A.D. Riddle has pointed me to a chapter that Eilat Mazar published a few years ago entitled “The Solomonic Wall in Jerusalem” (full bibliographic data below).
It includes a diagram similar to the one published on Hebrew U’s Facebook page yesterday. I’ve added labels in English.
My impression in reading Mazar’s chapter is that yesterday’s press conference was mostly a re-statement of the conclusions of her 2006 article, which was based on her excavations in the 1980s. In short, she argues that Building C is a four-chambered inner gatehouse which may have been an entrance into a royal palace. She notes that its dimensions are “virtually identical” to those of palace Gate 1567 at Megiddo VA-IVB. With regard to date, she states that “the ceramic data were insufficient to provide a more precise determination within the terminus post quem time frame for the construction of Building C.”
She found two floors in Building D, the later of which was laid “no earlier than the 8th century.” She believes an intact black juglet was placed under a foundation stone as a “construction offering” and dates the building to the 10th century.
She concludes in part:
Based on the finds sealed below the floors of Buildings C and D, the construction of the fortification complex in the Ophel should be dated to the 10th century BCE. This date corresponds to the biblical passage announcing that King Solomon built a defensive wall around Jerusalem. There is no reason to assume that someone other than Solomon constructed or reconstructed the Ophel fortification line at some time during the 10th-9th centuries BCE.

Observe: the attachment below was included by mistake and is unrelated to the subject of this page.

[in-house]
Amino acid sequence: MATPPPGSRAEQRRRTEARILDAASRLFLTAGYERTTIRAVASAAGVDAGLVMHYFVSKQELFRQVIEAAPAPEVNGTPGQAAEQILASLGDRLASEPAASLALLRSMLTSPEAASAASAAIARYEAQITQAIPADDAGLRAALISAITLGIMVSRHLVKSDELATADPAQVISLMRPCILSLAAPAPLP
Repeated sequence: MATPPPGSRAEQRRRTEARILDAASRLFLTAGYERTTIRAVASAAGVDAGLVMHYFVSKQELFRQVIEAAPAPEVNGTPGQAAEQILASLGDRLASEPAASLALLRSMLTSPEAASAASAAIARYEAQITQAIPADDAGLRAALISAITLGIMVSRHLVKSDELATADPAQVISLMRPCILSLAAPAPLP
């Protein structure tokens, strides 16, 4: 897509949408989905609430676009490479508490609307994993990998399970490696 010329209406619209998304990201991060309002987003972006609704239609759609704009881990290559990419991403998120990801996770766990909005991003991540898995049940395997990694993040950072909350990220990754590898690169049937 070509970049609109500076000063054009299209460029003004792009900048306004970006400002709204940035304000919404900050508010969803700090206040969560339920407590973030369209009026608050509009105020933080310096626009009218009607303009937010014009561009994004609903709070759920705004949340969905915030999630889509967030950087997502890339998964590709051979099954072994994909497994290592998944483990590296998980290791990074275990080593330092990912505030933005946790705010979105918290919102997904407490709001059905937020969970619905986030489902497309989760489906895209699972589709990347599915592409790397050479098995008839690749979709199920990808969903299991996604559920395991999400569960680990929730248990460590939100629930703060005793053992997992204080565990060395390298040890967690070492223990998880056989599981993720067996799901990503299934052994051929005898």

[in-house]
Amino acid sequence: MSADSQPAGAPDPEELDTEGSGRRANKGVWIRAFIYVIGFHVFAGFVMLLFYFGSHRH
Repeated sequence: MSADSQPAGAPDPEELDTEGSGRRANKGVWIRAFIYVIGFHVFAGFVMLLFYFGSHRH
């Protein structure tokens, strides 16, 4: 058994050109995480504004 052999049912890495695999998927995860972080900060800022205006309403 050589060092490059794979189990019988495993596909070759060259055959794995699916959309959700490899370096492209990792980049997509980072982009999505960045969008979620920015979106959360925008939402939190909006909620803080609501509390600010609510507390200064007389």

It sounds as if Mazar has found more evidence in her recent excavation that confirms her previous conclusion that this fortification system dates to the time of Solomon. I don’t believe that her previous conclusions met with much enthusiasm from the scholarly community; we’ll see how the archaeologists evaluate her new material.
The bibliographic data for this publication is as follows:
Mazar, Eilat. 2006 “The Solomonic Wall in Jerusalem.” Pp. 775-786 in “I Will Speak the Riddles of Ancient Times”: Archaeological and Historical Studies in Honor of Amihai Mazar on the Occasion of His Sixtieth Birthday. Ed. A. Maeir and P. de Miroschedji. Winona Lake: Eisenbrauns.
This two-volume work is available from Eisenbrauns.